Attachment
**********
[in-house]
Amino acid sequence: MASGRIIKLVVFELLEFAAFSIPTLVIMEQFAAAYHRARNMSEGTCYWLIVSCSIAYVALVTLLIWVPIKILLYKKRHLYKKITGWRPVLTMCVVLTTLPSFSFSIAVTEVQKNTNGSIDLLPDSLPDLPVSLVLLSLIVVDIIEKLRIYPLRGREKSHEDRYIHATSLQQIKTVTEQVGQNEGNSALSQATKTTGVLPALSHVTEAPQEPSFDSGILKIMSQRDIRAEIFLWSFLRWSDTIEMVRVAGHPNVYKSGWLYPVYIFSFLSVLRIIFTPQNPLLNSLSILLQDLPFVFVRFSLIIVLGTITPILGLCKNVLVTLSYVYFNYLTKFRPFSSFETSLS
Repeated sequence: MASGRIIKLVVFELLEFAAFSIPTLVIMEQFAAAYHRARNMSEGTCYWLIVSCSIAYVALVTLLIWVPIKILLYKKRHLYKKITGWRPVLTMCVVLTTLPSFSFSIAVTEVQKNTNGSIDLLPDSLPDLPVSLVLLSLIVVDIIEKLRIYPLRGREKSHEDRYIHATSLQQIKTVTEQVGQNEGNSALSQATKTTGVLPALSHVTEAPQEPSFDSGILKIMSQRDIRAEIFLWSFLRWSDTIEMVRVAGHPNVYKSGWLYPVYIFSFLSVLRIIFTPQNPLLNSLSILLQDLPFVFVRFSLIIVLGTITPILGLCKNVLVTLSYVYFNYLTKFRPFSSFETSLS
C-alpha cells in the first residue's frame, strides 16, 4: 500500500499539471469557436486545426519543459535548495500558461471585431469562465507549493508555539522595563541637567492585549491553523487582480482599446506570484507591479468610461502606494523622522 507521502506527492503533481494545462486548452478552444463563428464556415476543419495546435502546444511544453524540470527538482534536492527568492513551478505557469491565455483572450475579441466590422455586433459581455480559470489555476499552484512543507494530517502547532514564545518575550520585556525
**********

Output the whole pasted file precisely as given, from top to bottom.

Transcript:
[in-house]
Amino acid sequence: MASGRIIKLVVFELLEFAAFSIPTLVIMEQFAAAYHRARNMSEGTCYWLIVSCSIAYVALVTLLIWVPIKILLYKKRHLYKKITGWRPVLTMCVVLTTLPSFSFSIAVTEVQKNTNGSIDLLPDSLPDLPVSLVLLSLIVVDIIEKLRIYPLRGREKSHEDRYIHATSLQQIKTVTEQVGQNEGNSALSQATKTTGVLPALSHVTEAPQEPSFDSGILKIMSQRDIRAEIFLWSFLRWSDTIEMVRVAGHPNVYKSGWLYPVYIFSFLSVLRIIFTPQNPLLNSLSILLQDLPFVFVRFSLIIVLGTITPILGLCKNVLVTLSYVYFNYLTKFRPFSSFETSLS
Repeated sequence: MASGRIIKLVVFELLEFAAFSIPTLVIMEQFAAAYHRARNMSEGTCYWLIVSCSIAYVALVTLLIWVPIKILLYKKRHLYKKITGWRPVLTMCVVLTTLPSFSFSIAVTEVQKNTNGSIDLLPDSLPDLPVSLVLLSLIVVDIIEKLRIYPLRGREKSHEDRYIHATSLQQIKTVTEQVGQNEGNSALSQATKTTGVLPALSHVTEAPQEPSFDSGILKIMSQRDIRAEIFLWSFLRWSDTIEMVRVAGHPNVYKSGWLYPVYIFSFLSVLRIIFTPQNPLLNSLSILLQDLPFVFVRFSLIIVLGTITPILGLCKNVLVTLSYVYFNYLTKFRPFSSFETSLS
C-alpha cells in the first residue's frame, strides 16, 4: 500500500499539471469557436486545426519543459535548495500558461471585431469562465507549493508555539522595563541637567492585549491553523487582480482599446506570484507591479468610461502606494523622522 507521502506527492503533481494545462486548452478552444463563428464556415476543419495546435502546444511544453524540470527538482534536492527568492513551478505557469491565455483572450475579441466590422455586433459581455480559470489555476499552484512543507494530517502547532514564545518575550520585556525